4. The timing is awful. If you look at the base of the ferns, you should see next season’s fronds tightly packed together. When they pop up in spring, then you can take out the old brown fronds. Not in winter. Since nothing new emerges until spring, the residents get to look at halved sword ferns all winter. That’s just bizarre.

Good news!

Because plants are resilient, we have some good news to report a year later. I’m happy to report that the sword ferns recovered nicely! And the crews are under strict orders not to touch them until next spring. Hopefully, they learned their lesson.

Like nothing happened.

Left alone until spring, these sword ferns look great all winter.

Now you know how to handle our native sword ferns. Use snips in spring to prune out the brown fronds. That’s it. Then enjoy them for the rest of the year.

Who was Karl Foerster?

By | Education, gardening, Species | No Comments

One stunning grass

I first learned about the Feather reed grass when I worked for the City of Coquitlam. My then gardener-boss was a fantastic teacher and, luckily, the gardens we maintained contained many Feather reed grasses.

Feather reed grass (Calamagrostis x acutiflora ‘Karl Foerster’) is a beautiful ornamental grass. I love the way the large seed heads sway in the wind; and I have one specimen in a pot on my humble patio. I rescued it from a work project which would have horrified Mr. Foerster; the grass that bears his name, unwanted!

Calamagrostis is a clump forming perennial grass, it’s hardy and fast growing. Its soft feathery green plumes mature into wheat-colored spikes. Poor Mr. Foerster would be horrified if he saw the way his grass gets machine gunned by landscapers in early fall into lifeless mounds. It’s as if the grass reminded them of wheat harvests. I leave my patio specimen alone and it’s totally fine.

Not too long ago, while reading a UK gardening magazine, I came across an obvious question: who was Karl Foerster? (See Blade Runner, The English Garden, March 2021, p.81) That’s what so fascinating about many plants: they have their own stories. But to get there, you must know the botanical name. Feather reed grass alone would never let you discover Karl Foerster. Always learn botanical names.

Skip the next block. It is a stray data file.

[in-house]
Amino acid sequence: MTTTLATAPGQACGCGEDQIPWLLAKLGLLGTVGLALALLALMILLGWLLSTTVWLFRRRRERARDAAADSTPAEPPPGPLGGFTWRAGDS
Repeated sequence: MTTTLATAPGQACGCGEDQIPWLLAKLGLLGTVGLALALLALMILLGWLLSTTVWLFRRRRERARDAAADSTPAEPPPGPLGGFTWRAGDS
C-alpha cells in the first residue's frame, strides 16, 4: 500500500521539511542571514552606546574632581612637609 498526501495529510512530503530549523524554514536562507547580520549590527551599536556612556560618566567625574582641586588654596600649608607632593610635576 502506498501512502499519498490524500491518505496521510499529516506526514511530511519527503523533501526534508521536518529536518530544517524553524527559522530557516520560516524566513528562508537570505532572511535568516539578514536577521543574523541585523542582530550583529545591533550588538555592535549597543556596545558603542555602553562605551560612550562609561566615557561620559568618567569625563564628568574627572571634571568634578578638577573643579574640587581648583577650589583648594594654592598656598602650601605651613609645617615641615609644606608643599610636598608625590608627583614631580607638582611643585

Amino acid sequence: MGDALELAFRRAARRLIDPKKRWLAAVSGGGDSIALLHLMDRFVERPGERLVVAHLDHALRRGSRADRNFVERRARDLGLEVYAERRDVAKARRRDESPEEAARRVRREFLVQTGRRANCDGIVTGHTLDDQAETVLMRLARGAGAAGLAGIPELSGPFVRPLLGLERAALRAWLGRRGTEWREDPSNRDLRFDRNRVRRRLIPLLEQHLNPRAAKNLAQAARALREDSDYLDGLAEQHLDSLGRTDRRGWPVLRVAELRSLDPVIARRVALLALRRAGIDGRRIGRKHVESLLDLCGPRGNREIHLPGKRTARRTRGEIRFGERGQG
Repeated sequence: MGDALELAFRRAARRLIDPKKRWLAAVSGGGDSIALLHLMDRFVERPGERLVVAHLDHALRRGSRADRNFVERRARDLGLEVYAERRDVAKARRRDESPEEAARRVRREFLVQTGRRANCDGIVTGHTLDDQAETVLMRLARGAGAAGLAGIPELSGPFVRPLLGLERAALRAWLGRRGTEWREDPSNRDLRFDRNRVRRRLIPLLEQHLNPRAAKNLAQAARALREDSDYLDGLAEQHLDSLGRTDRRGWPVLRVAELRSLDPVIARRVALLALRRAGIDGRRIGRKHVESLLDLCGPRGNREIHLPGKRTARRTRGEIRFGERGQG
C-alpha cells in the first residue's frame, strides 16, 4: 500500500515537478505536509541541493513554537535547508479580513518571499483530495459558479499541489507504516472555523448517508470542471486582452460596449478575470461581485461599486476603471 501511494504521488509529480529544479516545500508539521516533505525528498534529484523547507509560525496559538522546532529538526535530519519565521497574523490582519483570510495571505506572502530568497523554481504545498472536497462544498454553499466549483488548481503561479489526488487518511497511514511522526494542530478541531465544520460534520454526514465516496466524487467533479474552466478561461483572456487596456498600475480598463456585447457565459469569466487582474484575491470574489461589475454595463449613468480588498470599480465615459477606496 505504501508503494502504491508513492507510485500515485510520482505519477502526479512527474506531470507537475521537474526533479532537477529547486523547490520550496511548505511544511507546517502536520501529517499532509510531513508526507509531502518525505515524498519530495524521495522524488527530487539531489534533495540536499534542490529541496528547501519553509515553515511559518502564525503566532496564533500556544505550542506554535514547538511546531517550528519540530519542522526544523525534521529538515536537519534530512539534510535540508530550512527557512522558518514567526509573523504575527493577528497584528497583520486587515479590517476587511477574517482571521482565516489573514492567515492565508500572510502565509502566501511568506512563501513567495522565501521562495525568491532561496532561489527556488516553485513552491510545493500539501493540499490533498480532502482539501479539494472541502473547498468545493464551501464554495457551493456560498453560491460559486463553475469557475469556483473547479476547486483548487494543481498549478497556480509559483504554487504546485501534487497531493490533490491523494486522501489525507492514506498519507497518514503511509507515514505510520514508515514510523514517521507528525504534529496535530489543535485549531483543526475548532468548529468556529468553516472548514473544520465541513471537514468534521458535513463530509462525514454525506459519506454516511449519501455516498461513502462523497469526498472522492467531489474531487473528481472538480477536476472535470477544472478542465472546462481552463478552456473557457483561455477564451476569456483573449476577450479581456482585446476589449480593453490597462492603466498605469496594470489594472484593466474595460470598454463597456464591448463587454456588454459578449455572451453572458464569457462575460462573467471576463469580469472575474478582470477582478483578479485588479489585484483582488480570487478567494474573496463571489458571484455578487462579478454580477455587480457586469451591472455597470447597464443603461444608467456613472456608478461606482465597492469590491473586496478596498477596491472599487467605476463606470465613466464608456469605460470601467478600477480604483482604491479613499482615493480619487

Who was Karl Foerster?

Karl Foerster (1874-1970) discovered the Feather reed grass hybrid species along a railway line in Germany in the 1930s. He ran his parents’ plant nursery which specialized in hardy perennials. He also lectured and wrote about hardy perennials.

He bred close to 370 crosses, mainly clumping grasses, Delphiniums and Phlox.

His key contributions to garden design were:

  1. popularizing the use of grasses
  2. using plants as the most important element in the garden
  3. seeing plants as individuals, not something to dispose of with the seasons

Check out these two beauties from my picture collection.

The specimen below looks great but I question its placement. At its best, the Feather reed grass covers up a laurel and obscures a sign. That’s all the excuse landscapers need to cut it down.

The grass is great but I question the placement.


I love grasses. They’re low maintenance and usually perennial; and they look awesome when they sway in gentle breezes. Thanks Karl!

A new course for lawn care newbies

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Vas dares to dream

I’ve been training landscapers for many years now and I always wondered if I could make a bigger impact. So, when people struggled with basic plant identification, I put together a simple picture book to help them. It allowed me to test the Designrr software and, occasionally, I make a few dollars when the e-book sells on Amazon.

Now, lawn care is a bit trickier but since I was seeing the same mistakes over and over, it made sense to create an online course. That’s how the BC Landscape Academy was born in 2021. It’s been a fun learning experience and I’m working on other courses so it feels like a school. The second course will introduce landscapers to the most common tree species.

Students wanted

It’s not really a school without students but as the new mow season approaches, I’m hoping to get a few beta testers to test drive the course. And that includes Proper Landscaping Inc. I just have to convince the big boss James, in exchange for a huge discount.

The first course deals with the Top 5 lawn care mistakes. These mistakes happen over and over as new employees come to work at landscape companies. So, what if you could alert them to the worst five mistakes from day one? It would save costly training time in the field and could, potentially, save time and money. The well-trained newbie would know what mistakes to avoid and why. Which should make him an asset to his clients and company from day one.

I just think that the employers will have to attach some carrots to this project. Finish the course and get free snips. Or, finish the course and get a small raise.

Homeowners can benefit, too

Yes, the course is aimed at professional landscapers but homeowners will also benefit. The mistakes happen all the time. Why not check it out and get educated about proper lawn care. It’s not as simple as it appears. But the BC Landscape Academy is here to help you. Don’t repeat the same mistakes. Learn from others.